The concept of the unified sensibility in selected works of Nathaniel Hawthorne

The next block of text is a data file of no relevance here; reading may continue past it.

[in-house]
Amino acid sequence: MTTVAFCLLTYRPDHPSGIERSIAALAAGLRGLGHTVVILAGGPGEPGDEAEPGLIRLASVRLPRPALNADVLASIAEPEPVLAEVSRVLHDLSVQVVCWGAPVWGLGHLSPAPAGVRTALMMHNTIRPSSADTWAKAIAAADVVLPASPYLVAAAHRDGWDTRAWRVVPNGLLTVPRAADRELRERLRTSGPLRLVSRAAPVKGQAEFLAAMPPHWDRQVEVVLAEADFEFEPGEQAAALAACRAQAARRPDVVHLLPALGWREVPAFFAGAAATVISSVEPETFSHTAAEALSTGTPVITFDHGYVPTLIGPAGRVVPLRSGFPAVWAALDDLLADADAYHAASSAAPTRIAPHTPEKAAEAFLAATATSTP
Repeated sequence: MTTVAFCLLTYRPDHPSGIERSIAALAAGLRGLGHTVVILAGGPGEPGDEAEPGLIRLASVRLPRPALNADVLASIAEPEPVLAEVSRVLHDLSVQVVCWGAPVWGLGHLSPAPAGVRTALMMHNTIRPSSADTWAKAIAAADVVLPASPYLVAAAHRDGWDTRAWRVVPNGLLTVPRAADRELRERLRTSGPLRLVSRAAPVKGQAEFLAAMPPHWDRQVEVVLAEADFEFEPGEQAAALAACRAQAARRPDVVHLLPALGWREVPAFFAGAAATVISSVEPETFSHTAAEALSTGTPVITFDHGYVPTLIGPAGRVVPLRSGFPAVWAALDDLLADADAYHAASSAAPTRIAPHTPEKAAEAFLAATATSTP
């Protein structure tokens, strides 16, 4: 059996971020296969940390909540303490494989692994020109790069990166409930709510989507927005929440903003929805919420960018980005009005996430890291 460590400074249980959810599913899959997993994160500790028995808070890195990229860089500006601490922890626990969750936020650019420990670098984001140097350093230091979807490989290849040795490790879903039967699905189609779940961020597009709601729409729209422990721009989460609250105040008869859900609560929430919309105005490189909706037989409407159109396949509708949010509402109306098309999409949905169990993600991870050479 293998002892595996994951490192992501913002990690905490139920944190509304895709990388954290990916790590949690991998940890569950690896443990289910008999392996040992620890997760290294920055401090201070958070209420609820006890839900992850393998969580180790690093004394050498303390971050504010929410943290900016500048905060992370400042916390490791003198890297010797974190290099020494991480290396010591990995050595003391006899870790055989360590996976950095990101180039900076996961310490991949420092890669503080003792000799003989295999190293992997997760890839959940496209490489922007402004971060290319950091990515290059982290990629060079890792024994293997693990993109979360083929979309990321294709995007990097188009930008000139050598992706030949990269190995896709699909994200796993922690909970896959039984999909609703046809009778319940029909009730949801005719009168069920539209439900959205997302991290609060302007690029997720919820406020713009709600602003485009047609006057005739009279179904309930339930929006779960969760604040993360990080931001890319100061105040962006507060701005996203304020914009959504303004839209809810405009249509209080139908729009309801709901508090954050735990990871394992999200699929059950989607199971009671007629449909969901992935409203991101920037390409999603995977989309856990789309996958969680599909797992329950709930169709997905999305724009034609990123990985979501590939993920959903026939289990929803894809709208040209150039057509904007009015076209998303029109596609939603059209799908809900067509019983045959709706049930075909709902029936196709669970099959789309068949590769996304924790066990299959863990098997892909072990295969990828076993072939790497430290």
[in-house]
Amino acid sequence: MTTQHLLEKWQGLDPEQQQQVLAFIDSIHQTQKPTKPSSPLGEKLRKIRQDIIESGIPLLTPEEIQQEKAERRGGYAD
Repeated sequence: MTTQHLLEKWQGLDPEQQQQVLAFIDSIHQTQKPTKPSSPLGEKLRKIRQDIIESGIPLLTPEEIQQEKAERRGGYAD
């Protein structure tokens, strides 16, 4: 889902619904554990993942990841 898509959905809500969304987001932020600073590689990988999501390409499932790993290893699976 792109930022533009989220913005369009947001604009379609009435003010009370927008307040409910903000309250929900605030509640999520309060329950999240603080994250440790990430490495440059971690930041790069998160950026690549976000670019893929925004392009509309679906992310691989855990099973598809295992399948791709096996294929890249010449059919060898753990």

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The unified sensibility describes the qualities that Hawthorne saw as necessary attributes of the mature, fully realized personality. Although Hawthorne saw every individual as unique and capable of working out his destiny in his own way, it is possible to group his characters according to their general attitudes toward life, and on the basis of such groupings, to understand some of Hawthorne's beliefs about human nature, creativity, and reality. The three classes of characters are the violators, the victims, and the survivors. The violators--those who "violate the sanctity of the human heart"--see other people as less than themselves and become manipulators; sometimes knowingly evil, sometimes they think of themselves as doing good and noble deeds. But without -the unified sensibility, they lack respect and reverence for the human spirit and use people, however unwittingly. Among the violators in Hawthorne's works are Rappaccini, Aylmer, and Chillingworth. [...]